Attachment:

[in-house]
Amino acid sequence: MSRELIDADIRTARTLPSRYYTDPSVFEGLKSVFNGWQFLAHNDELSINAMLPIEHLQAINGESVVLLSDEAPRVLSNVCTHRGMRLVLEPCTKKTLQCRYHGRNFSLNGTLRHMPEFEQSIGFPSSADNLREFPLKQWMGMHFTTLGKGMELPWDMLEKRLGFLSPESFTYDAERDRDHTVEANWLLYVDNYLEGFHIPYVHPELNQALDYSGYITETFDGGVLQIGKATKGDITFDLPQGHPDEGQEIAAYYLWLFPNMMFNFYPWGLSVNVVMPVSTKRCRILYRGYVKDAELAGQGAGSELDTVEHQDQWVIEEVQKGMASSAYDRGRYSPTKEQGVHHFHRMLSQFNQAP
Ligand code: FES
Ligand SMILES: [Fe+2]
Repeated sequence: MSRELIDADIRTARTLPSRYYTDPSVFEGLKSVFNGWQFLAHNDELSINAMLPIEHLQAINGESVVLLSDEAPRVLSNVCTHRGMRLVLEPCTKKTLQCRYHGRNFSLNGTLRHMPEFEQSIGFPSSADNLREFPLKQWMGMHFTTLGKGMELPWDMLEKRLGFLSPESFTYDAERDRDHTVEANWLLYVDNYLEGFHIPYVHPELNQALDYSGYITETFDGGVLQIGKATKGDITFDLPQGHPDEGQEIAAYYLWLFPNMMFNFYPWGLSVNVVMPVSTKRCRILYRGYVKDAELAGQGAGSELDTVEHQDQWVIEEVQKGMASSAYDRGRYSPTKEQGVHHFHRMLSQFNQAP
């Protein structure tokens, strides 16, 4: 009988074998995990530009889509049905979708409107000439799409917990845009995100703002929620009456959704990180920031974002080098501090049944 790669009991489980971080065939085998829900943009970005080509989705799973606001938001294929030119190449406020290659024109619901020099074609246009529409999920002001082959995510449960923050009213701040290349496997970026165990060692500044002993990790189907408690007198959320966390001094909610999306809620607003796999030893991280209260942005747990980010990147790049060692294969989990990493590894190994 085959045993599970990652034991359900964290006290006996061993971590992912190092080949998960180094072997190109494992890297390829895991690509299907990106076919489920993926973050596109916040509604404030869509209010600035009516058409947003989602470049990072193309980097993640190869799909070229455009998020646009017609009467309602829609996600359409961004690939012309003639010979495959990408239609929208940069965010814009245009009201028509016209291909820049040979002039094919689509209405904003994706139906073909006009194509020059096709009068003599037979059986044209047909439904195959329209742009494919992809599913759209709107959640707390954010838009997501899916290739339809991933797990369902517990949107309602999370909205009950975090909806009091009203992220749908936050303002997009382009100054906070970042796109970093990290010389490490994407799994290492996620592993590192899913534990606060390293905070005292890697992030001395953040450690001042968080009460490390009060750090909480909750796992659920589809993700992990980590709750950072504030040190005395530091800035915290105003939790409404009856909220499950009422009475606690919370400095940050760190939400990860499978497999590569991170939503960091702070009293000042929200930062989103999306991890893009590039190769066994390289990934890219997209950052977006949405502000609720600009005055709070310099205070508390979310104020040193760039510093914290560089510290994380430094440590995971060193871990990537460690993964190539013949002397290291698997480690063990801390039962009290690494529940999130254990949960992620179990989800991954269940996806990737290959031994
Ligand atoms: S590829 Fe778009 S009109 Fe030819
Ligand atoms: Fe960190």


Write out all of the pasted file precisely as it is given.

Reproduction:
[in-house]
Amino acid sequence: MSRELIDADIRTARTLPSRYYTDPSVFEGLKSVFNGWQFLAHNDELSINAMLPIEHLQAINGESVVLLSDEAPRVLSNVCTHRGMRLVLEPCTKKTLQCRYHGRNFSLNGTLRHMPEFEQSIGFPSSADNLREFPLKQWMGMHFTTLGKGMELPWDMLEKRLGFLSPESFTYDAERDRDHTVEANWLLYVDNYLEGFHIPYVHPELNQALDYSGYITETFDGGVLQIGKATKGDITFDLPQGHPDEGQEIAAYYLWLFPNMMFNFYPWGLSVNVVMPVSTKRCRILYRGYVKDAELAGQGAGSELDTVEHQDQWVIEEVQKGMASSAYDRGRYSPTKEQGVHHFHRMLSQFNQAP
Ligand code: FES
Ligand SMILES: [Fe+2]
Repeated sequence: MSRELIDADIRTARTLPSRYYTDPSVFEGLKSVFNGWQFLAHNDELSINAMLPIEHLQAINGESVVLLSDEAPRVLSNVCTHRGMRLVLEPCTKKTLQCRYHGRNFSLNGTLRHMPEFEQSIGFPSSADNLREFPLKQWMGMHFTTLGKGMELPWDMLEKRLGFLSPESFTYDAERDRDHTVEANWLLYVDNYLEGFHIPYVHPELNQALDYSGYITETFDGGVLQIGKATKGDITFDLPQGHPDEGQEIAAYYLWLFPNMMFNFYPWGLSVNVVMPVSTKRCRILYRGYVKDAELAGQGAGSELDTVEHQDQWVIEEVQKGMASSAYDRGRYSPTKEQGVHHFHRMLSQFNQAP
């Protein structure tokens, strides 16, 4: 009988074998995990530009889509049905979708409107000439799409917990845009995100703002929620009456959704990180920031974002080098501090049944 790669009991489980971080065939085998829900943009970005080509989705799973606001938001294929030119190449406020290659024109619901020099074609246009529409999920002001082959995510449960923050009213701040290349496997970026165990060692500044002993990790189907408690007198959320966390001094909610999306809620607003796999030893991280209260942005747990980010990147790049060692294969989990990493590894190994 085959045993599970990652034991359900964290006290006996061993971590992912190092080949998960180094072997190109494992890297390829895991690509299907990106076919489920993926973050596109916040509604404030869509209010600035009516058409947003989602470049990072193309980097993640190869799909070229455009998020646009017609009467309602829609996600359409961004690939012309003639010979495959990408239609929208940069965010814009245009009201028509016209291909820049040979002039094919689509209405904003994706139906073909006009194509020059096709009068003599037979059986044209047909439904195959329209742009494919992809599913759209709107959640707390954010838009997501899916290739339809991933797990369902517990949107309602999370909205009950975090909806009091009203992220749908936050303002997009382009100054906070970042796109970093990290010389490490994407799994290492996620592993590192899913534990606060390293905070005292890697992030001395953040450690001042968080009460490390009060750090909480909750796992659920589809993700992990980590709750950072504030040190005395530091800035915290105003939790409404009856909220499950009422009475606690919370400095940050760190939400990860499978497999590569991170939503960091702070009293000042929200930062989103999306991890893009590039190769066994390289990934890219997209950052977006949405502000609720600009005055709070310099205070508390979310104020040193760039510093914290560089510290994380430094440590995971060193871990990537460690993964190539013949002397290291698997480690063990801390039962009290690494529940999130254990949960992620179990989800991954269940996806990737290959031994
Ligand atoms: S590829 Fe778009 S009109 Fe030819
Ligand atoms: Fe960190």